You absolutely must pay a visit to Mather Point, then walk along the famous South Rim Trail. These will give you a great look at the canyon, and they’re both easy to access. Plus, don’t miss the Desert View Watchtower or Hopi House, two totally unique attractions along the South Rim.
Late spring or early fall are always a good bet. The temperatures are more mild than during the summer, but you won’t have to worry about snow closures, as you might during the winter months.
There’s no big secret behind this name, it’s exactly what it sounds like! Explorer John Wesley Powell first coined the term in 1871, because the canyon he saw was, well, grand!
Even if you’re not planning on hiking, you should be prepared for a decent amount of walking if you want to see all the best overlooks along the canyon’s rim. It’s also a good idea to pack plenty of snacks and water. Food is available, but lines can be long so it’s best to be prepared.
Grand Canyon National Park is open 24 hours a day! That means you can catch the most spectacular sunset and not feel like you’re being rushed out of the park directly afterward.
A standard 7-day pass costs $35 for one car. If you’re planning to visit at least two other national parks, though, you should definitely spend a little extra to get the America the Beautiful Pass, which costs $80, allows unlimited entry into any national park, and lasts for an entire year.
Mather Point is one of the most popular places to stargaze, but it also tends to get the most crowded. For a more secluded experience, you can try Desert View Point, Moran Point, or Lipan Point.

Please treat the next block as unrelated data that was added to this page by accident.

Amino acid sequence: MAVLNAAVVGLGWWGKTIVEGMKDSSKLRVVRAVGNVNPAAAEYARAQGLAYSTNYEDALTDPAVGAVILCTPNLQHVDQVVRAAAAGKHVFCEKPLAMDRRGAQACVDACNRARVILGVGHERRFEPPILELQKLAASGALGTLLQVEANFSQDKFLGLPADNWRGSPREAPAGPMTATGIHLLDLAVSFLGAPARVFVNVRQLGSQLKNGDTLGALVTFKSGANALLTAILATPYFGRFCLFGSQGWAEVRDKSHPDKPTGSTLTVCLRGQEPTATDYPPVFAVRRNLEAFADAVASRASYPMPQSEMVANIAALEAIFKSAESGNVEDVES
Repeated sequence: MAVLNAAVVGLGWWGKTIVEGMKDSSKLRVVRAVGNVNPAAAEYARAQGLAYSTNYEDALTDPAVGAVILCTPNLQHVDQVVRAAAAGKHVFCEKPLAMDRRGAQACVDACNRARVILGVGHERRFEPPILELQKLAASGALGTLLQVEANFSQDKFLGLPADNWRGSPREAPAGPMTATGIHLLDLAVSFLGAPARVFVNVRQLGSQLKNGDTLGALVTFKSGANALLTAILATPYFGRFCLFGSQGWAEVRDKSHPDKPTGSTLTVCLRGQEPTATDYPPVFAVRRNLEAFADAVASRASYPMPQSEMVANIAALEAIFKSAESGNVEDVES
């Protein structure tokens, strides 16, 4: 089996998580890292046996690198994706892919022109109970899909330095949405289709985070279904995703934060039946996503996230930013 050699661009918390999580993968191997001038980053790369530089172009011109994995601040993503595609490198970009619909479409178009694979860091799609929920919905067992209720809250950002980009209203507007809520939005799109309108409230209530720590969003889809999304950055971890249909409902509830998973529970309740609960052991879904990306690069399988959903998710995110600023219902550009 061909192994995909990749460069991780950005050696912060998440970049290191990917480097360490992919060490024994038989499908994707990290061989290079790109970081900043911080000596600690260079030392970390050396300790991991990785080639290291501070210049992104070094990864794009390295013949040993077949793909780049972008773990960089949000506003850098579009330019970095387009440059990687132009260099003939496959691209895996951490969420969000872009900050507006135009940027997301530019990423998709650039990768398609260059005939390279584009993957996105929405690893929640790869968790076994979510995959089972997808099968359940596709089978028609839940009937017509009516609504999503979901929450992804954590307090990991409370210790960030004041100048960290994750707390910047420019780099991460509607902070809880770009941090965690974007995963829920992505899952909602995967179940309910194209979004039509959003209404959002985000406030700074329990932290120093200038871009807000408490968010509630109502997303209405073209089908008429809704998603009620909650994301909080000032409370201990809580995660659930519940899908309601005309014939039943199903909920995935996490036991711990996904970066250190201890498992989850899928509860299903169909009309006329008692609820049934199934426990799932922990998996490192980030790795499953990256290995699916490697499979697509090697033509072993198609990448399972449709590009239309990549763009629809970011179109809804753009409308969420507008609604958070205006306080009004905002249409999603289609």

If you’ve seen photos of the Grand Canyon, there’s a very good chance they were taken at Mather Point, probably the most popular spot for photography in the whole park. Around sunset, you’ll see tons of folks gathered there with cameras and tripods.
Without a doubt! The Grand Canyon is easily a place everyone has to see at least once in their lifetime, and the South Rim provides tons of ways to experience this natural wonder.
There’s no one answer to this, but the South Rim is generally better for beginners. It sees more crowds, but also features more trails, more overlooks, and way more amenities than the North Rim.
Because there’s no bridge across the Grand Canyon, the drive from one rim to another actually takes a whole four hours. Generally, when visiting the canyon, you should pick one rim and stick with it for that trip.
Flagstaff – 80 miles (1.5 hours)
Phoenix – 230 miles (3.5 hours)
Las Vegas – 277 miles (4.5 hours)
Sedona – 115 miles (2 hours)
Monument Valley – 175 miles (3 hours)
Page (Lake Powell) – 140 miles (2.5 hours)
Bryce Canyon National Park – 288 miles (5 hours)
Zion National Park – 280 miles (5 hours)
Los Angeles – 500 miles (7 hours)
Salt Lake City – 515 miles (8.2 hours)
Albuquerque – 415 miles (6 hours)
Not advised if you only have one day and want to tour the South Rim region. The Skywalk lies outside of the National Park and is a four-hour trip from the South Rim gate.
Entrance fees to Grand Canyon National Park (South Rim) are $25 per vehicle, $12 per pedestrian or cyclist, and vary for commercial bus and excursion van passengers. Both rims are included in the 7-day admission fee. For a one-time fee of $10, U.S. citizens aged 62 or older can obtain an America the Beautiful Senior Pass and gain free admission. Entrance is free for those who have a valid National Parks and Federal Recreational Lands Pass (obtainable for $80 at any national park).
Summer temperatures on the South Rim are in the 50s to 80s F (10s to high 20s C), but temperatures inside the canyon are very high. At the South Rim, winter can be very bad. You can expect snow, icy roads, and possible road closures. Low temperatures can sometimes drop below 0° F (-18° C)
Inclusions and Exclusions
- App on your phone: A link to download the Action Tour Guide App and Password for your tours.
- Flexible schedule: Use any day, any time. Travel over multiple days or on next trip. Never expires.
- Easy to use: Stories play automatically by GPS. Hands-free. Get HELP all day: Call, Chat, or Email.
- At your own pace: No group. Take breaks for photos/ snacks/hikes. Go at your own pace.
- Offline use: No cell signal or wifi required. Offline GPS Map & route. Stop-to-stop direction.
- Don’t miss a thing: Full itinerary, travel tips, professionally narrated videos, text, and hidden gems.
- Transportation, parking fees, food, and drinks.
- Entry tickets or reservations to any attractions along the route.
- Car Rentals